New vision standards for police constable recruits

1 August 2005
Volume 06, Issue 3

in 2000, the Home Office issued temporary guidelines for on UK mainland forces. However, they were ignored by many force medical advisers, who felt that their own standards were more relevant.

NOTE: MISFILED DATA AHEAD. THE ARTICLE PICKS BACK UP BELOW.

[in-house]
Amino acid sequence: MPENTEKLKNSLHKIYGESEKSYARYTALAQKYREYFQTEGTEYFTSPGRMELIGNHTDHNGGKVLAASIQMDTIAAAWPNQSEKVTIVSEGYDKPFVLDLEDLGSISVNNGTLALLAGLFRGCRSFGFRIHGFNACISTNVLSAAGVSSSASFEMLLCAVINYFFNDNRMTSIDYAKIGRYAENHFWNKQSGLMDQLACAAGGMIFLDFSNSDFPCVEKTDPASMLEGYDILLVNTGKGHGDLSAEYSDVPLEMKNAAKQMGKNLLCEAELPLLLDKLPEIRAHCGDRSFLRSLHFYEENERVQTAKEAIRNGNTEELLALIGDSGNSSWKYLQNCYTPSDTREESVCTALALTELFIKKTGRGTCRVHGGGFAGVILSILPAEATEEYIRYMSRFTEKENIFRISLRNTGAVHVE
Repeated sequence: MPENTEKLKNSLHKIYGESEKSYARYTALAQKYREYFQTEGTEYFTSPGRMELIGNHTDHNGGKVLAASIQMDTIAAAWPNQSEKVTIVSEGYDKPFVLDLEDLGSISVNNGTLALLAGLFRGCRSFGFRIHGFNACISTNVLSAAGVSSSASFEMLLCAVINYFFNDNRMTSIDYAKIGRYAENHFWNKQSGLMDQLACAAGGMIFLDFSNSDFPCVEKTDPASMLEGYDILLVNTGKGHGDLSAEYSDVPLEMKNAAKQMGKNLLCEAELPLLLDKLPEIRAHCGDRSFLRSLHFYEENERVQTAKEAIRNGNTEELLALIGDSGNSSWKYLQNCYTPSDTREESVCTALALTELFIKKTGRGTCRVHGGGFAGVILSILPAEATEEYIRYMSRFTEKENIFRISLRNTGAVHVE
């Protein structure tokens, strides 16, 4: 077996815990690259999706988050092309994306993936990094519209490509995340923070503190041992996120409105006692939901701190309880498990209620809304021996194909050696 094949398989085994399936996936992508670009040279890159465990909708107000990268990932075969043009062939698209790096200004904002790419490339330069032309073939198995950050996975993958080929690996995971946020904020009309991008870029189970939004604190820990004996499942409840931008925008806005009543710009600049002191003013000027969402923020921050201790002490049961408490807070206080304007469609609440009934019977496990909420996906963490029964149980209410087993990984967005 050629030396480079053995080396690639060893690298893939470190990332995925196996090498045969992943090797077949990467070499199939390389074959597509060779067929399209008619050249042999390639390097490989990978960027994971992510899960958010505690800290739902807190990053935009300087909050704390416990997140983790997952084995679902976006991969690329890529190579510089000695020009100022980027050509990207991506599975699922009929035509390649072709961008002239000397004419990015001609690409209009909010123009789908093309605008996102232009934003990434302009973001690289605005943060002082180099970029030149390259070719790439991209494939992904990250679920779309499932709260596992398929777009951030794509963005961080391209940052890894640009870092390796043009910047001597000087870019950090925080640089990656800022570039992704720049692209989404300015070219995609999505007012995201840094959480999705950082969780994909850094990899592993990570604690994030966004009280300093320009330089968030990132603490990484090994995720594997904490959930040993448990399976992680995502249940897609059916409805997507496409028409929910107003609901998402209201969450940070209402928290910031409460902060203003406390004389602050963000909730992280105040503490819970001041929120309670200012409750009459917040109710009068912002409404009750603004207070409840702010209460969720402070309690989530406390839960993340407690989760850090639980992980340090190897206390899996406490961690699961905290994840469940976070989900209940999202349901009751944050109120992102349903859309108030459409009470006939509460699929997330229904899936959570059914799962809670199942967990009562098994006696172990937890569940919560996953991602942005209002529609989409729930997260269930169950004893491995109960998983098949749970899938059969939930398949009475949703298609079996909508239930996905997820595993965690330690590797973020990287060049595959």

Eyesight standards for police recruits have always varied significantly between forces. This made it difficult for optometrists to advise patients interested in a career as a police constable. Rather bizarrely, it also allowed potential candidates to shop around and apply to a force with more lenient standards. For example, Northamptonshire police used to require unaided vision of 6/6 in the better eye with no less than 6/18 in the worse eye, excluding all but the smallest degrees of ametropia. Other forces with less stringent standards asked for an unaided vision of 6/60, which would permit refractive errors of up to about –2.00D, depending on pupil size and the higher-order aberrations of the eye. At the other end of the spectrum, Thames Valley police made no mention of an unaidedvision requirement and specified ‘6/6 binocularly when fully corrected’, suggesting the acceptance of any degree of refractive error. None of the police forces in the UK specified any near-vision requirement. For serving police constables, this inconsistency complicated the transfer of officers between forces since an officer would meet the standards for one force but be ineligible for another.

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